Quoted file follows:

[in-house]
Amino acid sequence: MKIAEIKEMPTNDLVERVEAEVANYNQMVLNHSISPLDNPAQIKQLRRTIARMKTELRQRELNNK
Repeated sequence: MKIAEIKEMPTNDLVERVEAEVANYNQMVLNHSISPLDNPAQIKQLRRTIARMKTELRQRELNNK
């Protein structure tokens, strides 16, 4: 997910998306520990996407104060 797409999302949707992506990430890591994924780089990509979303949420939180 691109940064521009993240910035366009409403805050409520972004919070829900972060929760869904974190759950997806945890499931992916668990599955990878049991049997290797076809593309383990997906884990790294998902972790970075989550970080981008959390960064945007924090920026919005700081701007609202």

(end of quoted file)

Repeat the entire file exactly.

[in-house]
Amino acid sequence: MKIAEIKEMPTNDLVERVEAEVANYNQMVLNHSISPLDNPAQIKQLRRTIARMKTELRQRELNNK
Repeated sequence: MKIAEIKEMPTNDLVERVEAEVANYNQMVLNHSISPLDNPAQIKQLRRTIARMKTELRQRELNNK
């Protein structure tokens, strides 16, 4: 997910998306520990996407104060 797409999302949707992506990430890591994924780089990509979303949420939180 691109940064521009993240910035366009409403805050409520972004919070829900972060929760869904974190759950997806945890499931992916668990599955990878049991049997290797076809593309383990997906884990790294998902972790970075989550970080981008959390960064945007924090920026919005700081701007609202």